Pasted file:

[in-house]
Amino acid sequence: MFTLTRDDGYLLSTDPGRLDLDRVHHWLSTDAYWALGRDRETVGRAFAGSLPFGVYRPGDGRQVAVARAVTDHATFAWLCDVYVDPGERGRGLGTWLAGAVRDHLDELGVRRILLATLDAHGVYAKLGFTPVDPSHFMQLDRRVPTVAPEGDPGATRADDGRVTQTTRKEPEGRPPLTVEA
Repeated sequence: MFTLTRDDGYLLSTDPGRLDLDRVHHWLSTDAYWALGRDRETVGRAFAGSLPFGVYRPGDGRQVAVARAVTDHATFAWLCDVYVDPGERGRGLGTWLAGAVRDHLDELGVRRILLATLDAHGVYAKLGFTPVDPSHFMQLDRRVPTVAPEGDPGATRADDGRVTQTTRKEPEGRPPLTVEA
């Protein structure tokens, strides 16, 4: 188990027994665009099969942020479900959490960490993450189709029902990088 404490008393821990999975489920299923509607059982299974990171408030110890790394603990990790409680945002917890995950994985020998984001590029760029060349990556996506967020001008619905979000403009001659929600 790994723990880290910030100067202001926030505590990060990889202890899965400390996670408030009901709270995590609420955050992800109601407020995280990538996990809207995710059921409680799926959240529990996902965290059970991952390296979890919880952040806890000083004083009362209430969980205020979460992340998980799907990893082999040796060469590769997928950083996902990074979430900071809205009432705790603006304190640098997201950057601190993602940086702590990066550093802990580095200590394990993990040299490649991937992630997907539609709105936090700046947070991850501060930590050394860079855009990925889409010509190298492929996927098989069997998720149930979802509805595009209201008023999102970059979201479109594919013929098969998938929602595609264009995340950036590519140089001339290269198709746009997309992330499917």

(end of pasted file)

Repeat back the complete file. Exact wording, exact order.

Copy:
[in-house]
Amino acid sequence: MFTLTRDDGYLLSTDPGRLDLDRVHHWLSTDAYWALGRDRETVGRAFAGSLPFGVYRPGDGRQVAVARAVTDHATFAWLCDVYVDPGERGRGLGTWLAGAVRDHLDELGVRRILLATLDAHGVYAKLGFTPVDPSHFMQLDRRVPTVAPEGDPGATRADDGRVTQTTRKEPEGRPPLTVEA
Repeated sequence: MFTLTRDDGYLLSTDPGRLDLDRVHHWLSTDAYWALGRDRETVGRAFAGSLPFGVYRPGDGRQVAVARAVTDHATFAWLCDVYVDPGERGRGLGTWLAGAVRDHLDELGVRRILLATLDAHGVYAKLGFTPVDPSHFMQLDRRVPTVAPEGDPGATRADDGRVTQTTRKEPEGRPPLTVEA
């Protein structure tokens, strides 16, 4: 188990027994665009099969942020479900959490960490993450189709029902990088 404490008393821990999975489920299923509607059982299974990171408030110890790394603990990790409680945002917890995950994985020998984001590029760029060349990556996506967020001008619905979000403009001659929600 790994723990880290910030100067202001926030505590990060990889202890899965400390996670408030009901709270995590609420955050992800109601407020995280990538996990809207995710059921409680799926959240529990996902965290059970991952390296979890919880952040806890000083004083009362209430969980205020979460992340998980799907990893082999040796060469590769997928950083996902990074979430900071809205009432705790603006304190640098997201950057601190993602940086702590990066550093802990580095200590394990993990040299490649991937992630997907539609709105936090700046947070991850501060930590050394860079855009990925889409010509190298492929996927098989069997998720149930979802509805595009209201008023999102970059979201479109594919013929098969998938929602595609264009995340950036590519140089001339290269198709746009997309992330499917």